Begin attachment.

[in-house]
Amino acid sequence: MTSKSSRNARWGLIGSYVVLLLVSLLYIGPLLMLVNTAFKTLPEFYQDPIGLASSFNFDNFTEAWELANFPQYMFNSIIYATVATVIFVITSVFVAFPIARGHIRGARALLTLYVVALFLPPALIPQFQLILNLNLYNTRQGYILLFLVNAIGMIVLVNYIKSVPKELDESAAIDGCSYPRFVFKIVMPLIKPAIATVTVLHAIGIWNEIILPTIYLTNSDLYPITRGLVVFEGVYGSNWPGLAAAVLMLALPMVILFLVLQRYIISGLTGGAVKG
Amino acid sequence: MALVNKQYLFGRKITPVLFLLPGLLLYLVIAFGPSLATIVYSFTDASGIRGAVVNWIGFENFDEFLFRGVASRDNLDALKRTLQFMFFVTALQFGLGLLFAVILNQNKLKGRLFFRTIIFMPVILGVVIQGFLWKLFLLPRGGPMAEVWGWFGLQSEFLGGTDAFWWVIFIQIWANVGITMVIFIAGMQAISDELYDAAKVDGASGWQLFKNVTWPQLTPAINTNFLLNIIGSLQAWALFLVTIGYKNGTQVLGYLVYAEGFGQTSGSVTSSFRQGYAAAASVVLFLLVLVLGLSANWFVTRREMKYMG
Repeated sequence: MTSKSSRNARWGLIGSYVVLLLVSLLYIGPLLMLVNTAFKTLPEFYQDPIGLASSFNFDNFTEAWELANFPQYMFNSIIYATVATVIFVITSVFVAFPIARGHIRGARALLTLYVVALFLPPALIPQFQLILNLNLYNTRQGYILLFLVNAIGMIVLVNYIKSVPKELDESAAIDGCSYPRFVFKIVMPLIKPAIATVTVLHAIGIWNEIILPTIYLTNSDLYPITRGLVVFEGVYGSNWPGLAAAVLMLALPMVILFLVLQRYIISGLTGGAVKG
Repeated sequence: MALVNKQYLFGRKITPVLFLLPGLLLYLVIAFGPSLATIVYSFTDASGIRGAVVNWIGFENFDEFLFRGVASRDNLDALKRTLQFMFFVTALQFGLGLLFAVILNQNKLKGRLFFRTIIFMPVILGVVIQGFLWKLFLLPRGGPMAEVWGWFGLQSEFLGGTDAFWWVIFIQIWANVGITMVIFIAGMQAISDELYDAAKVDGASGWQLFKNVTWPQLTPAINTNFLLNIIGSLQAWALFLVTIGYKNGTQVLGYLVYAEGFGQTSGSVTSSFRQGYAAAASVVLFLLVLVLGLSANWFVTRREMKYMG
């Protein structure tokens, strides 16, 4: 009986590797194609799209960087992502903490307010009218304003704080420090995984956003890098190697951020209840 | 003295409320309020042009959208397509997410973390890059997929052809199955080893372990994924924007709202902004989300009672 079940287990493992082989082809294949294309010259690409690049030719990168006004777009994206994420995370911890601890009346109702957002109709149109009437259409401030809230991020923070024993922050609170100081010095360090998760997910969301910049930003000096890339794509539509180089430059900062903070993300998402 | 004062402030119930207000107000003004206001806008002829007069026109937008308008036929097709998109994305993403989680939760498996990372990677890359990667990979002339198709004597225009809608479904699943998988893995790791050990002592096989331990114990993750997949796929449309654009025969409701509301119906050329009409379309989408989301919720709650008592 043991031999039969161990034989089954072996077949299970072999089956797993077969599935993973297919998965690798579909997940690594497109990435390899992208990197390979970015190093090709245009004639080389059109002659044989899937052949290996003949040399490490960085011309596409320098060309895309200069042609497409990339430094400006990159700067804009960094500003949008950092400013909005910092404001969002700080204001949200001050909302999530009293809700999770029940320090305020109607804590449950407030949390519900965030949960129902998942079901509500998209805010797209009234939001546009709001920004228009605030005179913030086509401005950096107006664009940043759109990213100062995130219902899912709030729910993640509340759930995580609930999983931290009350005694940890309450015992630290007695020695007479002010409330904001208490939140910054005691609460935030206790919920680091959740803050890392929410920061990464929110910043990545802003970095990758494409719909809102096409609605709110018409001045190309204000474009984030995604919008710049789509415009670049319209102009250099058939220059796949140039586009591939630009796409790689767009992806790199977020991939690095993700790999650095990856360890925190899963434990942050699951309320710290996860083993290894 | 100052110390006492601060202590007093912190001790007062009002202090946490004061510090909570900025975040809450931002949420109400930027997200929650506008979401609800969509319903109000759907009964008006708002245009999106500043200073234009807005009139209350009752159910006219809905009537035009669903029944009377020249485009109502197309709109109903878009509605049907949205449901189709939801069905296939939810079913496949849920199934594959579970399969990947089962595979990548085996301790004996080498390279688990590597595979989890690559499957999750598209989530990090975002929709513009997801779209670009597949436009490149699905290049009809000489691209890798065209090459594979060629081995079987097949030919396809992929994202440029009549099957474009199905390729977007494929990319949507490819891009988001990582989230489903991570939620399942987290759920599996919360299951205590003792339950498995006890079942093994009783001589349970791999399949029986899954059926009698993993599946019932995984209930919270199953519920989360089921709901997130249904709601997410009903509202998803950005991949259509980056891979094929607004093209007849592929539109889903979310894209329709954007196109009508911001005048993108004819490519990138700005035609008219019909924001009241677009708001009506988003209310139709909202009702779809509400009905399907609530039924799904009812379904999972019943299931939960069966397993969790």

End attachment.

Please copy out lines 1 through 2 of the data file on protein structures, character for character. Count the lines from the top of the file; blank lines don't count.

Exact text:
[in-house]
Amino acid sequence: MTSKSSRNARWGLIGSYVVLLLVSLLYIGPLLMLVNTAFKTLPEFYQDPIGLASSFNFDNFTEAWELANFPQYMFNSIIYATVATVIFVITSVFVAFPIARGHIRGARALLTLYVVALFLPPALIPQFQLILNLNLYNTRQGYILLFLVNAIGMIVLVNYIKSVPKELDESAAIDGCSYPRFVFKIVMPLIKPAIATVTVLHAIGIWNEIILPTIYLTNSDLYPITRGLVVFEGVYGSNWPGLAAAVLMLALPMVILFLVLQRYIISGLTGGAVKG